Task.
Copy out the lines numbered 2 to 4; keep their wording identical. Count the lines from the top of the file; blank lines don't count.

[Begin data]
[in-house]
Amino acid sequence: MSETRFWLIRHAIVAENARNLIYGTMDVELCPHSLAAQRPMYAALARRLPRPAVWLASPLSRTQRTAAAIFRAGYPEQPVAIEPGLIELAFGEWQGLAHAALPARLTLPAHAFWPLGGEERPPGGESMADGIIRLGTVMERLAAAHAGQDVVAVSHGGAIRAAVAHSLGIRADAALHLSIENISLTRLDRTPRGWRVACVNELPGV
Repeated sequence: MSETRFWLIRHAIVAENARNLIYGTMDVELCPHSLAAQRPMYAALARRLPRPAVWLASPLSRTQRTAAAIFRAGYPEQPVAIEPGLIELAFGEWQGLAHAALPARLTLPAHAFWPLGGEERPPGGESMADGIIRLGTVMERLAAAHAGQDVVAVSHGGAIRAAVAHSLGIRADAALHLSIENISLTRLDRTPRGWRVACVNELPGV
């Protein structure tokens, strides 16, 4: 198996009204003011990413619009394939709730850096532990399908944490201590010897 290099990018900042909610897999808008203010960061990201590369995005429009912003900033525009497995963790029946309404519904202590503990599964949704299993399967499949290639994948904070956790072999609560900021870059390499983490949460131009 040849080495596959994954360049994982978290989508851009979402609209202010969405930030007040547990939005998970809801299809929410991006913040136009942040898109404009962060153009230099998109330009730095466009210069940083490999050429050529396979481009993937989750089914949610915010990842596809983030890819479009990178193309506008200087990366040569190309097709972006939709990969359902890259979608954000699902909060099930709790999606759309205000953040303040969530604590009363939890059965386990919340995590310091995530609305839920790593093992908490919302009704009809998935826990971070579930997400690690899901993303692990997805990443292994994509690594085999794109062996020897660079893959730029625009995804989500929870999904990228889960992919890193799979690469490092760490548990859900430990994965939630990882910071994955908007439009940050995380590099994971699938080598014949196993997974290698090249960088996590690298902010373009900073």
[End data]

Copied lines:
Amino acid sequence: MSETRFWLIRHAIVAENARNLIYGTMDVELCPHSLAAQRPMYAALARRLPRPAVWLASPLSRTQRTAAAIFRAGYPEQPVAIEPGLIELAFGEWQGLAHAALPARLTLPAHAFWPLGGEERPPGGESMADGIIRLGTVMERLAAAHAGQDVVAVSHGGAIRAAVAHSLGIRADAALHLSIENISLTRLDRTPRGWRVACVNELPGV
Repeated sequence: MSETRFWLIRHAIVAENARNLIYGTMDVELCPHSLAAQRPMYAALARRLPRPAVWLASPLSRTQRTAAAIFRAGYPEQPVAIEPGLIELAFGEWQGLAHAALPARLTLPAHAFWPLGGEERPPGGESMADGIIRLGTVMERLAAAHAGQDVVAVSHGGAIRAAVAHSLGIRADAALHLSIENISLTRLDRTPRGWRVACVNELPGV
């Protein structure tokens, strides 16, 4: 198996009204003011990413619009394939709730850096532990399908944490201590010897 290099990018900042909610897999808008203010960061990201590369995005429009912003900033525009497995963790029946309404519904202590503990599964949704299993399967499949290639994948904070956790072999609560900021870059390499983490949460131009 040849080495596959994954360049994982978290989508851009979402609209202010969405930030007040547990939005998970809801299809929410991006913040136009942040898109404009962060153009230099998109330009730095466009210069940083490999050429050529396979481009993937989750089914949610915010990842596809983030890819479009990178193309506008200087990366040569190309097709972006939709990969359902890259979608954000699902909060099930709790999606759309205000953040303040969530604590009363939890059965386990919340995590310091995530609305839920790593093992908490919302009704009809998935826990971070579930997400690690899901993303692990997805990443292994994509690594085999794109062996020897660079893959730029625009995804989500929870999904990228889960992919890193799979690469490092760490548990859900430990994965939630990882910071994955908007439009940050995380590099994971699938080598014949196993997974290698090249960088996590690298902010373009900073």